Over the last few years there has been a real surge in photography. There are a lot more cameras at weddings and it seems, a lot more interest in photography. You just have to look at the number of photography Apps sold at the Apple store to see that. A lot of people use photography now to communicate and I think it’s great. At most weddings, there is at least one or two people that have an obvious interest in photography (usually their camera is the giveaway) and I’m always getting asked questions about the gear I use, my camera settings and other technical questions. So, I’ve decided to share some of this here on the blog. This will be the first of a few posts about technical “stuff”.
And because it is the most common question I get asked by both amateur and professionals alike, I thought I’d start with what gear I use. I’ll have to warn you though, this is a long one. You might like to get your coffee now.
So, WHAT GEAR DO I CARRY?
My CAMERA KIT for Weddings includes:
Camera Body 1: Nikon D3s
Camera Body 2: Nikon D3s
Primary Lenses: 24-70mm f2.8, 70-200mm f2.8 VRII, 35mm f1.4 and 85mm f1.4
Extension Tubes: 12mm and 20mm
Sandisk CF Memory cards: 8 x 16GB Extreme Pro, stored in a Tamrac: Card pouch
Epson: P7000 portable hardrive
Spare Battery for the Nikon D3s and Epson Download
LED Mini torch with warming Gel Filter (great to add a little light to detail shots)
For me it’s the perfect kit to capture the perfect moment.
For a wedding, I tend to shoot with two camera bodies as the two different lenses I have on those cameras provide two different perspectives. A little like having two photographers at your wedding. I can quickly choose how I want to capture the moment and know that between the two cameras I have a lens that will best capture that moment without hesitation. It also means you have an instant backup if there is a problem with your camera.
Sometimes I want to capture a particular shot, or a situation might call for something special. Over the past 3 years I’ve slowly acquired some speciality Lenses that include: 24mm PC-Tilt Shift, 45mm PC-Tilt Shift, 50mm f1,4. 135mm f2 and the 300mm f2.8. and I will use these lenses when required.
How do I get all this around?
I carry all this in a small pouch/belt bag, so I don’t have to worry about leaving gear unattended. Along side the belt bag I have a small tarmac clip pouch that contains my memory cards and a portable downloadable hardrive by Epson that has its own belt pouch. The Epson P7000 harddrive is fantastic because it provides me with security and means that all the data captures are safely secure on my person, and I have the ability to create an additional backup as I continue to shoot.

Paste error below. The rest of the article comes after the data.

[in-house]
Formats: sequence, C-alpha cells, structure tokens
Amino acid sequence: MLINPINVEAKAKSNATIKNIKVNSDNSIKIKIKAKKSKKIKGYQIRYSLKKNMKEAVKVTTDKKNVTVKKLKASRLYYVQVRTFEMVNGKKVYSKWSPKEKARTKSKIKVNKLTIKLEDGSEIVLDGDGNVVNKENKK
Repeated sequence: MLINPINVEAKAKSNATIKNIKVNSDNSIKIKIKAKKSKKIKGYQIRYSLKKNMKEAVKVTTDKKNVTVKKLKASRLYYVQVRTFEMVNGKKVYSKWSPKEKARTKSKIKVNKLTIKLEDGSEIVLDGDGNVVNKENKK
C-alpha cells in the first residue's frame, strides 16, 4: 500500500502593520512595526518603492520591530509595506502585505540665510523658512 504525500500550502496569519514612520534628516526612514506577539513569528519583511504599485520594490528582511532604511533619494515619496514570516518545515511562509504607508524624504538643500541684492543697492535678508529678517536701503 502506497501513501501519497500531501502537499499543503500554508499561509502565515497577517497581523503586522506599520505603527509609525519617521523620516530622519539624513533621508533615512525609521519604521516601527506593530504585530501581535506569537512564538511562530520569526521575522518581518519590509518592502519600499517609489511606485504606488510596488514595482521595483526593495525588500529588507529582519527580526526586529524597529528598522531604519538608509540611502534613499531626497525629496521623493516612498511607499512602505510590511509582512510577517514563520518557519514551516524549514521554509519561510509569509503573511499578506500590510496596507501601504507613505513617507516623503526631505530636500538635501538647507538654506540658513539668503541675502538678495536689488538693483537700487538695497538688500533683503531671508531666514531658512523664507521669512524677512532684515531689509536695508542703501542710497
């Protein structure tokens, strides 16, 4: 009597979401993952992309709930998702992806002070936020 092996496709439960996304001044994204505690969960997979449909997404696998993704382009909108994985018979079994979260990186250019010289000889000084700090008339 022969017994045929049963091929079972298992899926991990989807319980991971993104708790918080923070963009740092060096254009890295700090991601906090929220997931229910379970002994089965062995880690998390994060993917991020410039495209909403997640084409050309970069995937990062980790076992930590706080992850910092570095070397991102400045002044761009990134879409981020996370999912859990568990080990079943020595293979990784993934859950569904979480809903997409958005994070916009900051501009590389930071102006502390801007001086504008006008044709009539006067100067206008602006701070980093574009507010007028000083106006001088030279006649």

Camera Straps: To work with two cameras, the camera straps I use are critical. I use “UpStraps” produced by a little indie camera strap company in Tallahassee, in the USA, because the non-slip ribbed strap grips to my shoulder. This year I have also been trying a holster system called “Spider Holster” which by adding a bracket to the camera body I can holster the camera on a strap that goes around my waist. It really takes the weight off my shoulders (literally) during any downtime – considering each camera can weigh as much as 3-5kg it’s a good investment in the future.
Bags: Spare lenses and backup equipment are safely stored in a range of travelling Tamrac hardcase rollers that is secured either in the car or hotel. If I do need to carry some additional lenses and equipment whilst I’m shooting, I use either the ThinkTank Retrospect 10, 5 or lens changer.
Lighting: Even though I mostly shoot with available light, a few years ago I started to work with portable lighting kits at weddings which range from a strobist kit, to mini video lights & torches and even through to full studio lighting kits on location. I’ll share a bit more on my experiments with lighting in a future post.
But as every situation varies, so does the gear I use. You will find that the cameras, lenses, and technique that I use for my weddings will differ from what I use to capture my portraits or landscapes. I even have specific cameras for street photography where you really need to blend into the surrounds and look like a tourist rather than a professional photographer. .
WHAT BRAND IS MY CAMERA?
Just over 3 years ago I changed to Nikon from Canon after being a solid Canon user all my career. It wasn’t an easy decision. However Adam at the studio has always shot Nikon his entire life and I can vividly remember shooting a commercial job with him that completely changed my mind. He just acquired one of the first Nikon D3 cameras and I had my brand spanking new Canon 1Ds MkII. We were shooting in a variable low light situation and when we compared the images I was surprised. The low light quality alongside with the nano crystal coating technology in the Nikon lenses were a true standout. It took me several months more, but I honestly couldn’t argue that the new Nikon suited my style better than Canon and was helping me produce a superior product, and so I made the move. The choice of camera though all comes down to what works for you, but never be afraid to try something new. I must admit I do miss the banter we had when we had a divided camp in the studio.
Just like any professional, my gear is vital, but it really is all in how your gear is used. It is just like a top golfer selecting the right club for the right shot. Those of us that are weekend golfers can buy the same club used by a professional, but it is how that club is used that makes the difference. So Tip No # : Get to really know your gear and all it can do.